Harrisalwaysdoesknowaplaceroundthecornerwhereyoucangetsomethingbrilliantinthedrinkingline.IbelievethatifyoumetHarrisupinParadise(supposingsuchathinglikely),hewouldimmediatelygreetyouwith:“Sogladyou’vecome,oldfellow;I’vefoundaniceplaceroundthecornerhere,whereyoucangetsomereallyfirst-classnectar.”

Inthepresentinstance,however,asregardedthecampingout,hispracticalviewofthemattercameasaverytimelyhint.Campingoutinrainyweatherisnotpleasant.

Itisevening.Youarewetthrough,andthereisagoodtwoinchesofwaterintheboat,andallthethingsaredamp.Youfindaplaceonthebanksthatisnotquitesopuddlyasotherplacesyouhaveseen,andyoulandandlugoutthetent,andtwoofyouproceedtofixit.

Itissoakedandheavy,anditflopsabout,andtumblesdownonyou,andclingsroundyourheadandmakesyoumad.Therainispouringsteadilydownallthetime.Itisdifficultenoughtofixatentindryweather:inwet,thetaskbecomesherculean.Insteadofhelpingyou,itseemstoyouthattheothermanissimplyplayingthefool.Justasyougetyoursidebeautifullyfixed,hegivesitahoistfromhisend,andspoilsitall.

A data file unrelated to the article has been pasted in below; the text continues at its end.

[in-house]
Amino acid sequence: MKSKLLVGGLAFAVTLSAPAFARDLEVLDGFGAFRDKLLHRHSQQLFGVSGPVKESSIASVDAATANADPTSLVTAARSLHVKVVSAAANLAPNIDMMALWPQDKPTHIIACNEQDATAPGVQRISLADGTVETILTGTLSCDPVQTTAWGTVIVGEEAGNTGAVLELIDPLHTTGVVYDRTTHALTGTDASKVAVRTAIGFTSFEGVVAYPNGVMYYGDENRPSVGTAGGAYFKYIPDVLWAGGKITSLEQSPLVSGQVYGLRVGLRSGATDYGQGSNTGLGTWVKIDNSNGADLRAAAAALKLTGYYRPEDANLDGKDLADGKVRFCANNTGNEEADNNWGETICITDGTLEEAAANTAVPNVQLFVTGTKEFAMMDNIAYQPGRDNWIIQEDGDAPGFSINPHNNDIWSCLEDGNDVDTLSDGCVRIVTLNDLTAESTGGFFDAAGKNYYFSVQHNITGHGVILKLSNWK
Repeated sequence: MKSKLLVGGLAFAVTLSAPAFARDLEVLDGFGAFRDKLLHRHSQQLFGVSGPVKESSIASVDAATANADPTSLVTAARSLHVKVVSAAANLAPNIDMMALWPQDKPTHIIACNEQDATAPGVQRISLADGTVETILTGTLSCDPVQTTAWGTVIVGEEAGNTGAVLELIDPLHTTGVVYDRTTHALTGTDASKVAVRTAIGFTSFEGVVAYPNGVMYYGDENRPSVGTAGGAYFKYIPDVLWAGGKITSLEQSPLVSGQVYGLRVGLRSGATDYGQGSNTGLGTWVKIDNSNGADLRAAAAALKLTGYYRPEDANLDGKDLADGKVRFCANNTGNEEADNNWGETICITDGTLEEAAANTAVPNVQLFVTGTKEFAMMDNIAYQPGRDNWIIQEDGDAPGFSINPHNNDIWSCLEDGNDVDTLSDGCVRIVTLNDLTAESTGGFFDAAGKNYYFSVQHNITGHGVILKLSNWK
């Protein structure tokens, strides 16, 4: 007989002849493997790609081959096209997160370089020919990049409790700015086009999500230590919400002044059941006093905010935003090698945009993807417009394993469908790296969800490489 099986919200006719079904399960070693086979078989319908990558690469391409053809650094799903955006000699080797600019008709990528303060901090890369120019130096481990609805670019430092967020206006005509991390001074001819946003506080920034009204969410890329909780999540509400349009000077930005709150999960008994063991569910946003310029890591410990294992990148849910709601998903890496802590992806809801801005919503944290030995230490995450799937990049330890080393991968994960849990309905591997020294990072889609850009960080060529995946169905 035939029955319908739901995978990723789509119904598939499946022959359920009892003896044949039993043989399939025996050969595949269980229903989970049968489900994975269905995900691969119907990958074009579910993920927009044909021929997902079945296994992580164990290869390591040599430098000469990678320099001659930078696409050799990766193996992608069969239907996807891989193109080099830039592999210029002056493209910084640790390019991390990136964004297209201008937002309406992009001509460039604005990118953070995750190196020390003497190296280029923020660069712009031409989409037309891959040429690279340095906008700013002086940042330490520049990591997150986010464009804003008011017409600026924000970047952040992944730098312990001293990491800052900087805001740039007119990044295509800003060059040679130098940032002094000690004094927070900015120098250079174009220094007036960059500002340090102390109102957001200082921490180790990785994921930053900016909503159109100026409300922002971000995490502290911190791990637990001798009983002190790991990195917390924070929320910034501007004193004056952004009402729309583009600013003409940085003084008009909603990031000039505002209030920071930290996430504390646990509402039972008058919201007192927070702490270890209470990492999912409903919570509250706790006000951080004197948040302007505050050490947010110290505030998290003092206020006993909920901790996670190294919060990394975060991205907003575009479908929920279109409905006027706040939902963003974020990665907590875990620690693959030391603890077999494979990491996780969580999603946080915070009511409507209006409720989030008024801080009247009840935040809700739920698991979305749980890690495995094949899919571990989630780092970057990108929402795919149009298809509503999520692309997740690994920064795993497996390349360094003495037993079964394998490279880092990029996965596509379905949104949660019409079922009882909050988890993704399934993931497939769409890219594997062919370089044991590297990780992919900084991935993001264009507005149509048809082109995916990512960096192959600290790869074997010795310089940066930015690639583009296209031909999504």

“Here!whatareyouupto?”youcallout.

“Whatareyouupto?”heretorts;“leggo,can’tyou?”

“Don’tpullit;you’vegotitallwrong,youstupidass!”youshout.

“No,Ihaven’t,”heyellsback;“letgoyourside!”

“Itellyouyou’vegotitallwrong!”youroar,wishingthatyoucouldgetathim;andyougiveyourropesalugthatpullsallhispegsout.

“Ah,theballyidiot!”youhearhimmuttertohimself;andthencomesasavagehaul,andawaygoesyourside.Youlaydownthemalletandstarttogoroundandtellhimwhatyouthinkaboutthewholebusiness,and,atthesametime,hestartsroundinthesamedirectiontocomeandexplainhisviewstoyou.Andyoufolloweachotherroundandround,swearingatoneanother,untilthetenttumblesdowninaheap,andleavesyoulookingateachotheracrossitsruins,whenyoubothindignantlyexclaim,inthesamebreath:“Thereyouare!whatdidItellyou?”